Mindy Yang, founder and CEO of the perfume discovery studio Perfumarie, explained why it’s essential for a scent to make contact with the skin and how long you need to wait before you make a decision: “Try perfumes on skin first whenever possible! Most people buy a scent off the first impression — within seconds! (It’s a pity since a perfume’s top notes literally wear off within 15-30 minutes.) The essence of the scent will reveal only after it’s intermingled with the wearer’s chemistry, and it takes time.”

As to why scents sometimes smell completely different on two different people, Ms. Yang said that fragrances are sensitive to light and heat, and even your own personal body chemistry, diet and hormonal levels. Even time of day plays into how a perfume “wears,” or how it smells on you, how powerful it is and how long it lasts.

Your environment also plays a role in how your skin smells. “At the very least, you should wear your fragrance at least twice in two distinct environments,” Mr. Jeong explained. “Since your surrounding, your diet, and even the weather can have an impact on how the fragrance smells on you, it is important to try your scent out a few different times.”

Ms. Yang let us in on the cardinal rule of fragrance application and sampling: “Don’t rub. Rubbing the scent creates heat that will break up the molecules faster. You can accidentally speed up the scent journey and miss out on the delicate dance of its true reveal.”

If multiple trips to the mall to sample new fragrances sounds exhausting, keep in mind that department stores have small sample vials behind the counters ready for you to bring home — all you have to do is ask. If you prefer a cosmetics store like Sephora, their staff is able to make a sample vial of fragrances on their shelves so you can wear them over a few days to know how they function in different environments, giving you time to live with the scent.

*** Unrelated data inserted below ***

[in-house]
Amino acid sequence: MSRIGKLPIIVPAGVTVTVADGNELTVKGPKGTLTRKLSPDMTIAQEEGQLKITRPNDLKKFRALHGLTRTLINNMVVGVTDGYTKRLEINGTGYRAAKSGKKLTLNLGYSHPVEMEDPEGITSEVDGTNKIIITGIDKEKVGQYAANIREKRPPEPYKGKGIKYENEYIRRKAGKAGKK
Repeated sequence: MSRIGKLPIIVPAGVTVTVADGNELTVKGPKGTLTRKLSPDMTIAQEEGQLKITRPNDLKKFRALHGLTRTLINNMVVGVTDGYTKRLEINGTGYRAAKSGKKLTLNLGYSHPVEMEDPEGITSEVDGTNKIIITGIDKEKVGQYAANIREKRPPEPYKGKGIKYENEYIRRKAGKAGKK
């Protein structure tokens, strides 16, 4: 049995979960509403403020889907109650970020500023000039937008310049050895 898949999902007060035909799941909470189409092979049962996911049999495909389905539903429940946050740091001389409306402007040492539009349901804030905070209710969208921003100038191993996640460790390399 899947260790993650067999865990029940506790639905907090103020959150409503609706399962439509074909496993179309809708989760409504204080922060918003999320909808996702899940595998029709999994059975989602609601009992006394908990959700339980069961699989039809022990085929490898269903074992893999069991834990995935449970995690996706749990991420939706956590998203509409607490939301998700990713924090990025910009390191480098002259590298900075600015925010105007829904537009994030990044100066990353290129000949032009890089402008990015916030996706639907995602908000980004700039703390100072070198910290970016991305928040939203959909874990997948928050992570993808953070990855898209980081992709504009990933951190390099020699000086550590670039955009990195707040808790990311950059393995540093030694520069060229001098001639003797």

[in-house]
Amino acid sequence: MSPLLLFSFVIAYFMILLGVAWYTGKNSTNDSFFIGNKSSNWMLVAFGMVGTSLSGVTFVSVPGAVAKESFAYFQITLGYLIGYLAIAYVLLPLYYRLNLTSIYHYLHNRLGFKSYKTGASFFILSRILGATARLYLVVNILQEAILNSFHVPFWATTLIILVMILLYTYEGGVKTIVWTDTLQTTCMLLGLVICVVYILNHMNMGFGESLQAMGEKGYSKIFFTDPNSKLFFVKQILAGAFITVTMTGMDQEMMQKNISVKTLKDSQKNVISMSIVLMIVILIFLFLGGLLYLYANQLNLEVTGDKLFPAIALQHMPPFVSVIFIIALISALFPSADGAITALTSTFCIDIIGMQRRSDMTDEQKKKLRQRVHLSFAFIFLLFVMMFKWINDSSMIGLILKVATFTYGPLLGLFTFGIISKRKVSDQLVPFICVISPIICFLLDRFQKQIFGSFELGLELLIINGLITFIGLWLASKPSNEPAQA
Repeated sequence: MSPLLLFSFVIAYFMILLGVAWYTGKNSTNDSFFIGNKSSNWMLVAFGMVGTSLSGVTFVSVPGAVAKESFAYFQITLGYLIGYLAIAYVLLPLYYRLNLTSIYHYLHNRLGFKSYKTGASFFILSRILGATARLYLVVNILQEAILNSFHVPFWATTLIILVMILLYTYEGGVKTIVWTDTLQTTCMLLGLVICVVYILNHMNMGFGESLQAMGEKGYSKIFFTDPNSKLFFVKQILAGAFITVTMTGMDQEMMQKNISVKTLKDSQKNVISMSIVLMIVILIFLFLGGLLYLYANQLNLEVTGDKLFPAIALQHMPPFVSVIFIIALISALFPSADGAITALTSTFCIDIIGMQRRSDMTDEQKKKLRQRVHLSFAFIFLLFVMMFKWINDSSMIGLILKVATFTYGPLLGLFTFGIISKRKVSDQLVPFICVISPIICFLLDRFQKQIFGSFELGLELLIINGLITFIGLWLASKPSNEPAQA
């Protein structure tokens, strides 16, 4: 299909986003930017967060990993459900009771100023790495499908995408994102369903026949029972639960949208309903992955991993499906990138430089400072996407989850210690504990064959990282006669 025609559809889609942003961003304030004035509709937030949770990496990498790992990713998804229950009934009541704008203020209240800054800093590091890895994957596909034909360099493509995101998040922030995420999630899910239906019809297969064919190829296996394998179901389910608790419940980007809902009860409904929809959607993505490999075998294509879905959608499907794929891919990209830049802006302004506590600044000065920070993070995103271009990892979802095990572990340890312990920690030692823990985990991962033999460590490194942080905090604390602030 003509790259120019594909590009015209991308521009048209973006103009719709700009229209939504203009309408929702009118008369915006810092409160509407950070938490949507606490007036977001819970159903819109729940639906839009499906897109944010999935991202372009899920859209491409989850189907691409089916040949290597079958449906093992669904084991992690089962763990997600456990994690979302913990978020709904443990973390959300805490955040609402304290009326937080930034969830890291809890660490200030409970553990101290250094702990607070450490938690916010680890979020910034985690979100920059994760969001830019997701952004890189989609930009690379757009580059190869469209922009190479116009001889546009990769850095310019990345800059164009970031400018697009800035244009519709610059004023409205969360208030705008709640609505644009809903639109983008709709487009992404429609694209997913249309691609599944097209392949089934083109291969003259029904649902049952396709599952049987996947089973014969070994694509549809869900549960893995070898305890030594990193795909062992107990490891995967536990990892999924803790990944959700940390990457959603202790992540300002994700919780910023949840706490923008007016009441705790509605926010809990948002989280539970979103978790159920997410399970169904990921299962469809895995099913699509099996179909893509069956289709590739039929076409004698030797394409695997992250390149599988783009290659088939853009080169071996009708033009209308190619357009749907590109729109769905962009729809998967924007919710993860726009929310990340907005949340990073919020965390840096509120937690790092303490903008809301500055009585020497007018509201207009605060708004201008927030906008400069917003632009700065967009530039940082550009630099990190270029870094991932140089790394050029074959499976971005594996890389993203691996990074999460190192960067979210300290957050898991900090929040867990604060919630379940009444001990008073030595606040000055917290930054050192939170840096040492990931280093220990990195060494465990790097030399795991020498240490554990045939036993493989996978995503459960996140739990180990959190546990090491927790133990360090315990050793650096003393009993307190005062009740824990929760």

The chemical makeup of your chosen scent has effects on the durability of your fragrance. Mr. Jeong said, “A big misconception is that all EDPs (eau de parfums) or parfums last very long and are great projectors. While oil concentration affects scent strength and sillage (how much a scent lingers in the air), the ingredients used in a fragrance formula often matter more.

“For example, natural citrus ingredients tend to be more effervescent and last shorter than notes like vanilla, patchouli, and different woods.”

Ms. Yang also pointed out that natural vs. synthetic elements in your scent affect not only the length of the wear, but the smell of the scent itself and how it interacts with your body. “Natural is not always more sustainable … or better for you. I’m a trained aromatherapist and I love natural fragrances as much as synthetic/natural combos. That said, four tons of roses, composed of approximately 1,600,000 rose blossoms, yields only 1 kilogram of rose oil. Real, all-natural perfumes are very expensive. No two rose yields will smell exactly the same (like wine) due to climate conditions.

“Furthermore, natural perfumes feature a shorter wearing time and shelf life. All-natural fragrances may cause more allergic reactions than synthetics, so be extra careful around homegrown products in this category. Always conduct a skin test before a purchase!”

Finding a scent you love can be challenging, but if you know what you’re looking for, and how to look for it, the experience can be enjoyable, especially when you’re armed with the knowledge of scents to change your daily life. A few online resources to learn which notes you prefer, how to apply and test, and determining your next scent is easier than you think.

[“source=nytimes”]